Commuters on the 4pm light rail from Pyrmont Bay to Glebe were treated to a most amusing exchange between two millennials this evening, when they were overheard by several passengers discussing their new fondness of retro gaming. Their game of choice – ‘Candy Crush.’
“When people are talking about retro games, you normally hear the titles ‘Pacman’ or ‘Asteroids’,” said onlooker, Ronald Garfield.
Garfield managed to Snapchat several of the conversations between the two, but when the general consensus on Snapchat was that the Millennials had a good point, Garfield questioned whether or not he was too old to be using the social media platform.
‘Candy Crush’ was released in 2012 and became widely loved, and then despised as people tried to get free turns by inviting their entire Facebook friend list to play. It became the number one reason for the now infamous friend culling frenzy of 2013.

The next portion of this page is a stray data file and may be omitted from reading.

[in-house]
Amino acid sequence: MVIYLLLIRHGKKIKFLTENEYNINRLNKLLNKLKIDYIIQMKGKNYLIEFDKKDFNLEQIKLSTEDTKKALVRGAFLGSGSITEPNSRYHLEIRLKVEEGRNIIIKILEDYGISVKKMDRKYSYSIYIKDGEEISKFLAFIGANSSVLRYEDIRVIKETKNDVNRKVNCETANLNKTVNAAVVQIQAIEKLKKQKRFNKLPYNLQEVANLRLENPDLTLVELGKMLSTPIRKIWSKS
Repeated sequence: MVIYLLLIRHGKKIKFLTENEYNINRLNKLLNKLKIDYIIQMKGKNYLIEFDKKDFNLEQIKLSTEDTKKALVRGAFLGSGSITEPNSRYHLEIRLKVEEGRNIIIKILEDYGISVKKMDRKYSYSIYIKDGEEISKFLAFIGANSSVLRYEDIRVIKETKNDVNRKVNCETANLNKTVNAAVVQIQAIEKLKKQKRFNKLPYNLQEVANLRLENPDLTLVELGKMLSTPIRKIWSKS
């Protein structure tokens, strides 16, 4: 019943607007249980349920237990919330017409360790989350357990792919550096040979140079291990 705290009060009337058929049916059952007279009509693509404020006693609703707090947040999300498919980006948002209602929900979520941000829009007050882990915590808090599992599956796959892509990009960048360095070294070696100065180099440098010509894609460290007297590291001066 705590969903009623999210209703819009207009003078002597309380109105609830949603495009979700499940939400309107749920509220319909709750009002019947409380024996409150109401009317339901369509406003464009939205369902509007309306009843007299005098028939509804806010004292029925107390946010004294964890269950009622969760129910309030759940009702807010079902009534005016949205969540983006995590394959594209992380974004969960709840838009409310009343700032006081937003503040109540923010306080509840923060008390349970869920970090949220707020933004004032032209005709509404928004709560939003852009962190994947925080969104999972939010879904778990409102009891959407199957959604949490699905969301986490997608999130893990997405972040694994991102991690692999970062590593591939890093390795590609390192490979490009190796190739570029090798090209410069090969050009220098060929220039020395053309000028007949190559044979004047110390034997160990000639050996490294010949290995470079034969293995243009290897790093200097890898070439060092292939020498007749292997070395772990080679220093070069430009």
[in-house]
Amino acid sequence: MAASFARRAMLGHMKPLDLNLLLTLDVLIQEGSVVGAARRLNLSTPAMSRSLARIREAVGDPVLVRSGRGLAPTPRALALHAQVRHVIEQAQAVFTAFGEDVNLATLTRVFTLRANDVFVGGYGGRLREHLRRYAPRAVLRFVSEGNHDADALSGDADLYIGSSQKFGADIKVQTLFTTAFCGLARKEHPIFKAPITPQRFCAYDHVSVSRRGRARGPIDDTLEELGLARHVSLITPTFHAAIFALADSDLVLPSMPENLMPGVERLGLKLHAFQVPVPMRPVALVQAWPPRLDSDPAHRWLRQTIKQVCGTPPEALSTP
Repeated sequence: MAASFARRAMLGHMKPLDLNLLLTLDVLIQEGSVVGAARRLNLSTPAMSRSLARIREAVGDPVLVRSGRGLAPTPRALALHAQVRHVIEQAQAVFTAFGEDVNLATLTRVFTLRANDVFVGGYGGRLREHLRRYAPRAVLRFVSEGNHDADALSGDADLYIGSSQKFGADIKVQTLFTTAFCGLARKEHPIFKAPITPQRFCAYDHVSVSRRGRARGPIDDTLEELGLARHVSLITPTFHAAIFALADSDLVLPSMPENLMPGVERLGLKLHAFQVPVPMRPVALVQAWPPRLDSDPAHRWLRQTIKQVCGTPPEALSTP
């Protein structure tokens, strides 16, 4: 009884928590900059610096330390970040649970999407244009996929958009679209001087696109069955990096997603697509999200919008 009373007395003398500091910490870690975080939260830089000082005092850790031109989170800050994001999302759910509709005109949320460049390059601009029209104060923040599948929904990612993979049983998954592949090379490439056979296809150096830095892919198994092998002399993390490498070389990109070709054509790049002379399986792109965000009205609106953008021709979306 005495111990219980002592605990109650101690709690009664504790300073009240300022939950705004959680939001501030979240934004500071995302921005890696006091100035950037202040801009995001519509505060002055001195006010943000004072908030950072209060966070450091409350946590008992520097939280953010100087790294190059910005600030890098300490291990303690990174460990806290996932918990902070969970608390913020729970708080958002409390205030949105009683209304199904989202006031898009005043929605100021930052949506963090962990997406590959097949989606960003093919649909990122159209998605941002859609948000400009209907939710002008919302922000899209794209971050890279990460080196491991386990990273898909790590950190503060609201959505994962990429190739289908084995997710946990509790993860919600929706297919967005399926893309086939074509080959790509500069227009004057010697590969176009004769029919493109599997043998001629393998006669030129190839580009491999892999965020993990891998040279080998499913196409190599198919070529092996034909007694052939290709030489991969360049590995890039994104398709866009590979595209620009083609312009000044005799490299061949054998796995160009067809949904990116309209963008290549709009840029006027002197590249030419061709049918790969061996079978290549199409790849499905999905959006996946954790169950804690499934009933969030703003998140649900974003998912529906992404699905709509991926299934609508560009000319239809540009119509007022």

Nigel Emmerson, who is the current president of the Commodore 64 Appreciation Society, said that while he liked the fact that the youngsters were getting into retro gaming, there needed to be some form of mediating done to control what is and what isn’t accepted as retro when it comes to computer games.
“Generally, when referring to retro, we only like to include games made pre-nineties,” Emmerson said, from his caravan permanently parked in his mothers’ driveway. “Just as we don’t include any movies post 1983 in the Star Wars Canon.”